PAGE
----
An aspiring solicitor sacked at the start of the pandemic was unfairly dismissed because she had complained about unpaid wages, a tribunal has ruled.

Employment Judge Mclaren, sitting at East London Hearing Centre, ordered that NR Solicitors Limited pay the claimant £14,251 in compensation after ruling that she was dismissed because she had asserted a statutory right.

The claimant had started with the London firm as a paralegal in January 2019, after passing her LPC, and claimed to have been offered a training contract. The judge found the claimant was effectively a trainee solicitor at the time of her dismissal. 

Woman typing on laptop

The paralegal could not afford Wi-Fi to work from home

Source: iStock

The tribunal heard that the starting salary of £14,000 a year was paid in an ‘intermittent and erratic’ manner, sometimes in cash. This caused the claimant difficulties, for example not having enough money to pay her bus fare.

The claimant took four weeks' leave at the end of 2019, which the firm said was unauthorised. Again, the judge favoured the claimant’s account, pointing out the firm’s bundle had no evidence of processes for requesting holiday and concluding it was categorised as unauthorised only after the event.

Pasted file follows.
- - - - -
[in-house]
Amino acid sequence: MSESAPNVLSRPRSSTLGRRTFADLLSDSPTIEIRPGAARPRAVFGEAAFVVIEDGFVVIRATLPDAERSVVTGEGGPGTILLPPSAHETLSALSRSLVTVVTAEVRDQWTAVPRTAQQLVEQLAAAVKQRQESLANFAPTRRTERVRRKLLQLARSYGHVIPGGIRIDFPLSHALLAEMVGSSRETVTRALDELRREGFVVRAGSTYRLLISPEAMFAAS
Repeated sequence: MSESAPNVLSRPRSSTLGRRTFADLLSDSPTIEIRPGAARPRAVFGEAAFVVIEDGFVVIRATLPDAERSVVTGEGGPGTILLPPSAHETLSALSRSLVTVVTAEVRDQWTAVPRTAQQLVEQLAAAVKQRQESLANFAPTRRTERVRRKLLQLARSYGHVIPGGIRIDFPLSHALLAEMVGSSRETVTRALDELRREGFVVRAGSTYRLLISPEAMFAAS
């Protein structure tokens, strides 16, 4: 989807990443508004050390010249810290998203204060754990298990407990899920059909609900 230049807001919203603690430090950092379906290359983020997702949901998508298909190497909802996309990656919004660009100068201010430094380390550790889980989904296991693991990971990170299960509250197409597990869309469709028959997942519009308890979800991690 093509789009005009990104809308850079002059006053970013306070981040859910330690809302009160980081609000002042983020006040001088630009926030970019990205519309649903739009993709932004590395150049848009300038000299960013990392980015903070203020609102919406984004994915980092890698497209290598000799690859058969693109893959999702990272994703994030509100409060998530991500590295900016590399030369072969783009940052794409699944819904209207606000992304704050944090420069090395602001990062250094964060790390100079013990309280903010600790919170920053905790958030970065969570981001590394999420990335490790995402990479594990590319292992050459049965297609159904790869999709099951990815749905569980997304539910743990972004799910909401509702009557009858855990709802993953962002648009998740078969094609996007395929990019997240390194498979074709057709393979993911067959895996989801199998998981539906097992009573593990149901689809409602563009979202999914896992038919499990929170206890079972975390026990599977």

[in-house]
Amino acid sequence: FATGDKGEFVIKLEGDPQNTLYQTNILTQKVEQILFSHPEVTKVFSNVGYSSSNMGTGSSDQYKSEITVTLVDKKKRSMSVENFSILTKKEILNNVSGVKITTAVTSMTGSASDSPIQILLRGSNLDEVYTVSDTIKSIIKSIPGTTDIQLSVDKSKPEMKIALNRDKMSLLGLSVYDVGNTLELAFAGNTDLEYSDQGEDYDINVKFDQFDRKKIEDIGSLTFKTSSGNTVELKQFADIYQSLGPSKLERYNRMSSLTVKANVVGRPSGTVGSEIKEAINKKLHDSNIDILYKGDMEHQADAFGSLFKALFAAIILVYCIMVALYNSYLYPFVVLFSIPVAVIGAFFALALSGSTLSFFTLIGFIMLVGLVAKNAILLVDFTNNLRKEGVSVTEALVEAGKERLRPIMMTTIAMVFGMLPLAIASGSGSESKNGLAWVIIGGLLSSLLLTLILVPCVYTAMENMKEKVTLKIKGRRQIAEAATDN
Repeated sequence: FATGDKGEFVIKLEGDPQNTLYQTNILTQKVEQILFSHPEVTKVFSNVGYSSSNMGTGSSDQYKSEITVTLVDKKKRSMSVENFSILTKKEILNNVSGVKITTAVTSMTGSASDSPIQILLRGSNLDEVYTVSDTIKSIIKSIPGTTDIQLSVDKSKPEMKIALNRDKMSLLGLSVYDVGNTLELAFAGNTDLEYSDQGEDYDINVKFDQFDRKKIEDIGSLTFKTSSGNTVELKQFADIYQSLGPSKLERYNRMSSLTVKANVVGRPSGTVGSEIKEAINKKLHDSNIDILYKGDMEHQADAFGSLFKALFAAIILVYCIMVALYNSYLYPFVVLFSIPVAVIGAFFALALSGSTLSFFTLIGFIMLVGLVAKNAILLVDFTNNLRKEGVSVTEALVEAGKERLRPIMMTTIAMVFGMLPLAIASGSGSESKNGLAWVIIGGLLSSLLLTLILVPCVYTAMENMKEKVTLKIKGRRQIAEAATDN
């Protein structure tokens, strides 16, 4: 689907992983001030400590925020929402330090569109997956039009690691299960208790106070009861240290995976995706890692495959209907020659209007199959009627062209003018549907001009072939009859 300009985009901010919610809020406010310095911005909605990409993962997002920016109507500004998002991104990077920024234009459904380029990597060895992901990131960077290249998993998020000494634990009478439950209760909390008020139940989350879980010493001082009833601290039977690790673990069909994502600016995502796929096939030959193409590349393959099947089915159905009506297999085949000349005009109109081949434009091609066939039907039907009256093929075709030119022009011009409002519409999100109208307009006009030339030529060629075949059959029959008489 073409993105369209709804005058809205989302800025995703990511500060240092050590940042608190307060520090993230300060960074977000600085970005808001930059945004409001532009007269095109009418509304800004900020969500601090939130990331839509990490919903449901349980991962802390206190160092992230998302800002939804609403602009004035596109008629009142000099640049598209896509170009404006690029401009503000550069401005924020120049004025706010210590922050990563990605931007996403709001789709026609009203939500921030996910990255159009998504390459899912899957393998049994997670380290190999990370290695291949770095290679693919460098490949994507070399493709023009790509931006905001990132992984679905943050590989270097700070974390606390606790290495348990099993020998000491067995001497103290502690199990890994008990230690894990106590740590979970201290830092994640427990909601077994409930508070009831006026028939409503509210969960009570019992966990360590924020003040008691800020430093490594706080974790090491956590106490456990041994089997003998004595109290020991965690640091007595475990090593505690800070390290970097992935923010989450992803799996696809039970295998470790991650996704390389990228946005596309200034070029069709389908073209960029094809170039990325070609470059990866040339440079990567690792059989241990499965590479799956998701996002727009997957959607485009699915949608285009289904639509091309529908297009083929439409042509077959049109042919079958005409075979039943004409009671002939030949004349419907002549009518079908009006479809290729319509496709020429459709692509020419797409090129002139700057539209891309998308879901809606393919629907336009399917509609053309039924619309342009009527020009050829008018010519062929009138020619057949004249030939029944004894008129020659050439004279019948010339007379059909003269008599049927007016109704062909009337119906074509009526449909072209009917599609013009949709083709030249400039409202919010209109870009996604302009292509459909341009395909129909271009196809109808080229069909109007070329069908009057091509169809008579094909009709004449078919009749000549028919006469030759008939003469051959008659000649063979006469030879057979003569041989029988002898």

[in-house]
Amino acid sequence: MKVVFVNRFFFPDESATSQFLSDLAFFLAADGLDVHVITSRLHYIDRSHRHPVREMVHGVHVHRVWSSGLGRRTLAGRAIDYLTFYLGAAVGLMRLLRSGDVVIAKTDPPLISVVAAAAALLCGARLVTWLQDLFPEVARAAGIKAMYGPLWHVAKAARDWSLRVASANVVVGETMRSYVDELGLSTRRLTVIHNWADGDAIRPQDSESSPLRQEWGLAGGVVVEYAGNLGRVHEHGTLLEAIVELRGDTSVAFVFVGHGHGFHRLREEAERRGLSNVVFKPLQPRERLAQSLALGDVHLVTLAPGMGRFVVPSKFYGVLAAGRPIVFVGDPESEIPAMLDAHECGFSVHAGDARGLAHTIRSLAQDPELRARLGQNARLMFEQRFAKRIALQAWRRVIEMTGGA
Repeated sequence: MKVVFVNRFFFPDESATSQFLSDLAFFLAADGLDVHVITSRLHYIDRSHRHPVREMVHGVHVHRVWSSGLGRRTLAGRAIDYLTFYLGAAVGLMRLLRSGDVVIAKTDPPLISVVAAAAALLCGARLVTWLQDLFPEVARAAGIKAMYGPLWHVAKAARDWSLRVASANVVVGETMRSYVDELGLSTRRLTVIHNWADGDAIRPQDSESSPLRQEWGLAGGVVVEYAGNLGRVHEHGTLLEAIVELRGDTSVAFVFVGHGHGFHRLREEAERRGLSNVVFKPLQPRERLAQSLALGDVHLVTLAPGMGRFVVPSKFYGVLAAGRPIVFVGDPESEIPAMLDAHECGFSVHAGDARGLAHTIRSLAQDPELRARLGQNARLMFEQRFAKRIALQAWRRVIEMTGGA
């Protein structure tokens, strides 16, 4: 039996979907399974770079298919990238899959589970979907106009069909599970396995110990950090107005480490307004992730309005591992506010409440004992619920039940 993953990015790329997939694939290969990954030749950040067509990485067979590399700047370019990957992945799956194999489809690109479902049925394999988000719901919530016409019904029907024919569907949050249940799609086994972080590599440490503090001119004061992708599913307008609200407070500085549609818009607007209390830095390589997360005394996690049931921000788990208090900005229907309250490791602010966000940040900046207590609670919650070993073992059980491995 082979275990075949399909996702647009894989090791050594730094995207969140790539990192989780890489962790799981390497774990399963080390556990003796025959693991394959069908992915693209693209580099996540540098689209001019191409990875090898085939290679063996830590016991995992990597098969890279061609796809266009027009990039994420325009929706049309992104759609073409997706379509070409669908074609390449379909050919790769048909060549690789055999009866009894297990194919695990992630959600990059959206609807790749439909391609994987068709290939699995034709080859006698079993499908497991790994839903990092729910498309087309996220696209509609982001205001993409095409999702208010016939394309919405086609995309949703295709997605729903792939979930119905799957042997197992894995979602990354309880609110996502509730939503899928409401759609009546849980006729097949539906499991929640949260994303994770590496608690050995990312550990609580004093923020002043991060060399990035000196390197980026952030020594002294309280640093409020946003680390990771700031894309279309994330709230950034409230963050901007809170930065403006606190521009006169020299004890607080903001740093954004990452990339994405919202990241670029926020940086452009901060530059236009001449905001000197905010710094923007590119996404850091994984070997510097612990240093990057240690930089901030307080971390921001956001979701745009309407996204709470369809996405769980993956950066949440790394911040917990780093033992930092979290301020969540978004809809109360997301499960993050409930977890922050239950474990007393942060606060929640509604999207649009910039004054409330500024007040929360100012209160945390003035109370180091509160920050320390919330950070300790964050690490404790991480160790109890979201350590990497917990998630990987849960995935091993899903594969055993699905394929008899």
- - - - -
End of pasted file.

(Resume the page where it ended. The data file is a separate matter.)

The dismissal at the heart of the claim in March 2020 came after the trainee was forced to work from home as the firm closed its office due to the pandemic.

The firm said it had required the claimant to file a piece of work by 13 March and reminded her twice about this deadline. She denied there had been any such instruction and said she had worked on the matter as requested, but could not send any files to her bosses as her Wi-Fi connection at home had been cut. This was because she had not been paid her full salary.

The tribunal heard that she had emailed the firm’s management saying there was still a shortfall in her wages and requesting an update as to when she would be paid. The firm dismissed her four days later, the first day of full lockdown, arguing before the tribunal that the decision was caused by the claimant’s performance and attitude, as well as citing the unauthorised absence.

The judge said the firm had given a ‘muddled and contradictory account’ as to the reasons for dismissal and concluded the principal reason was the email complaint about unpaid wages.


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